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Giving Feedback Requires Trust. No Trust, No Feedback.

When I led leadership development training for a large mutual fund company we offered a lot of training focused on helping people have hard conversations. Over time I realized that despite that I’d bought and offered the best training programs I could find, the training wasn’t helping. Managers didn’t give enough feedback, and when they did give feedback, employees were often left confused, wondering what they needed to do differently.

I decided that what was missing was the conversation before the crucial conversation. It wasn’t that managers didn’t know what they wanted to say, but many managers felt they couldn’t say what they wanted to say. There wasn’t sufficient safety or permission for giving feedback, so managers said little or delivered messages that were so vague, employees were left wondering if there was a problem. This is when the idea for Candid Culture was born.

If you’re struggling with giving feedback, I doubt it’s the message that’s the challenge. The distinction between being able to tell the truth (as you see it) and saying nothing, is the quality of your relationship.

Think about the people – personal and professional – who can say anything to you. These are the people who can tell you that the person you’re dating is wrong for you, that a piece of clothing is not flattering, that you disappointed them, or that you dropped the ball. You may not enjoy getting the feedback, but you’re able to hear what they have to say and take it in because you know they care about you and have your best interests at heart. You trust their motives. When you trust people’s motives, they can say anything to you. When you don’t trust people’s motives, there is little they can say.

If you’re struggling to give feedback, evaluate your relationship by asking these three questions:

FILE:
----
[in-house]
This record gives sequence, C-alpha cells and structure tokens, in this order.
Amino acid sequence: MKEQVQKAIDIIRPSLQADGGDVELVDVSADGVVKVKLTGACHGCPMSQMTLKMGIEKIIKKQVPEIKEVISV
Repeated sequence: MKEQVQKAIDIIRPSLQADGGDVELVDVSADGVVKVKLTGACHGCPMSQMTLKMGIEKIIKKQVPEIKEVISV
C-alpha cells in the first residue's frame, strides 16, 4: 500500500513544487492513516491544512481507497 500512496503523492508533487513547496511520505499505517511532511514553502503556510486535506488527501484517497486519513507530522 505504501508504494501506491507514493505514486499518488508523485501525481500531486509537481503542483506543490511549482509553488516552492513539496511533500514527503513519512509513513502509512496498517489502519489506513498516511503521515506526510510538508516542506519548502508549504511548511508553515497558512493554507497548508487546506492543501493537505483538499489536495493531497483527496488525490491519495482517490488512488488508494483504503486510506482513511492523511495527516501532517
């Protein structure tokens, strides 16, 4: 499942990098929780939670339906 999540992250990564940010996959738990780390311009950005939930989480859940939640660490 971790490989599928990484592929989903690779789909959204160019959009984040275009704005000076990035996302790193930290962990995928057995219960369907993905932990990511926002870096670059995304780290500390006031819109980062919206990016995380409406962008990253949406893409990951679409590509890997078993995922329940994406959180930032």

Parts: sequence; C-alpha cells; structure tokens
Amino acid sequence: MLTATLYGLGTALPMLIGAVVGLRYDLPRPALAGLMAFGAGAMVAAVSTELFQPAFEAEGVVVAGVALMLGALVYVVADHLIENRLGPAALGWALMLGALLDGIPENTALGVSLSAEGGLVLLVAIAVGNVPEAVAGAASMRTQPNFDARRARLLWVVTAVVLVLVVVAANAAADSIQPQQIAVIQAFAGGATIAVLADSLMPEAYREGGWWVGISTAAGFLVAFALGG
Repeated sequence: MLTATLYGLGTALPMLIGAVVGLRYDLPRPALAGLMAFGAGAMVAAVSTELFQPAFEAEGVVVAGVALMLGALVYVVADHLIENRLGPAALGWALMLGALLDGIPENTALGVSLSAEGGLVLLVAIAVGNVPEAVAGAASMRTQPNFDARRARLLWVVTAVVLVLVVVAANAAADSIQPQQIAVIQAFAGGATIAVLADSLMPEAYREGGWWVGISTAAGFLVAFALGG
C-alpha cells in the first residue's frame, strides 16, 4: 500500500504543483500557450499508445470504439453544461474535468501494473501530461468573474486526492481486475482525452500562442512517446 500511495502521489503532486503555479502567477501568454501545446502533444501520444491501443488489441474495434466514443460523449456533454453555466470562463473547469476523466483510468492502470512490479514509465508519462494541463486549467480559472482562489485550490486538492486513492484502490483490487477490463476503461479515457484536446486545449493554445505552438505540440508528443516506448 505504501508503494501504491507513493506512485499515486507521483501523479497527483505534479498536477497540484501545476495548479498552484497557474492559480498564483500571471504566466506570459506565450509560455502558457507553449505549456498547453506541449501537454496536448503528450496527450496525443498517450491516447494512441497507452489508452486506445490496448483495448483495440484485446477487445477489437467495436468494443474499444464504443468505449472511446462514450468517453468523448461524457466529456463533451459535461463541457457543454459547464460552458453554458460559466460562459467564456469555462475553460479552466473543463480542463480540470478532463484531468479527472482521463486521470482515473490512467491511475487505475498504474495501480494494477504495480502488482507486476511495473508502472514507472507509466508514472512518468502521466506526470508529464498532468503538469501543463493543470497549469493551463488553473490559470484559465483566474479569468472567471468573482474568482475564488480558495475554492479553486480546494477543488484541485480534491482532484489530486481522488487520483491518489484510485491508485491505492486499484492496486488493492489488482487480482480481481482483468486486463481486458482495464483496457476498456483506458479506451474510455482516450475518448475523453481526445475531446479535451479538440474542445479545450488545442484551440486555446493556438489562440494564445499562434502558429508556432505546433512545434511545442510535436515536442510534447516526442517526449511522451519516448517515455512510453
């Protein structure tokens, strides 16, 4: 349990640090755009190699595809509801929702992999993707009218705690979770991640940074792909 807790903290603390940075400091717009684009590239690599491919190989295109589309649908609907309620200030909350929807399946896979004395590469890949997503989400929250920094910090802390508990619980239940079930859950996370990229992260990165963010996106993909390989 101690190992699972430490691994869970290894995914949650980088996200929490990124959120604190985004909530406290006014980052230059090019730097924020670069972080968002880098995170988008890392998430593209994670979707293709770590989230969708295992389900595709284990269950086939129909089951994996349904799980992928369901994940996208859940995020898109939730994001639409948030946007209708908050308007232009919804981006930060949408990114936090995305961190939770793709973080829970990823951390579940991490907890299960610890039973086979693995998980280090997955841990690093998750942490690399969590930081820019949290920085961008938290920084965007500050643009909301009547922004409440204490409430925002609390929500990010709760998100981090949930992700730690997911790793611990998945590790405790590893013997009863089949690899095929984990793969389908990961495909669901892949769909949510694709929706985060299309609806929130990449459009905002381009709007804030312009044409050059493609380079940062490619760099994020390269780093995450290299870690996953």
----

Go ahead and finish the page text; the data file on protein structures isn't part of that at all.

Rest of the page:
1. Does this person know that I have her back under any circumstances?
  2. Does this person trust me?
  3. Does this person know that I accept her just as she is?

If the answer to any of the questions above is no, it’s not giving feedback you’re struggling with, it’s the quality of your relationship. Work on building trust with this person and you’ll be able to say whatever you feel you need to say.

Here are five steps to building trusting relationships:

  1. Get to know people better than you know them now. Get five free conversation-starting Candor Questions to have these conversations.
  2. Tell people you want them to succeed and demonstrate that by being supportive of their efforts.
  3. Don’t be judgy. No one likes to be told that she is wrong.
  4. Set the expectation that you will give both positive and negative feedback when appropriate, because you want the person to win. And if you remain silent, you are of no help to the other person.
  5. When you deliver feedback, be extremely specific. Feedback that is specific will be received much better than vague feedback, which is typically judgmental.

When people know that you respect and want good things for them, you have a great deal of freedom to speak up. When people don’t trust your motives, giving feedback is almost impossible. The recipient will become defensive and dismiss whatever you say, rationalizing that you don’t like her and never have.

Worry less about giving feedback – for now. Instead, build trust. Get to know people better, then work on giving feedback.

About 

Shari Harley is the founder and President of Candid Culture, a Denver-based training firm that is bringing candor back to the workplace, making it easier to give feedback at work. Shari is the author of the business communication book How to Say Anything to Anyone: A Guide to Building Business Relationships that Really Work. She is a keynote speaker at conferences and does training throughout the U.S. Learn more about Shari Harley and Candid Culture’s training programs at www.candidculture.com.

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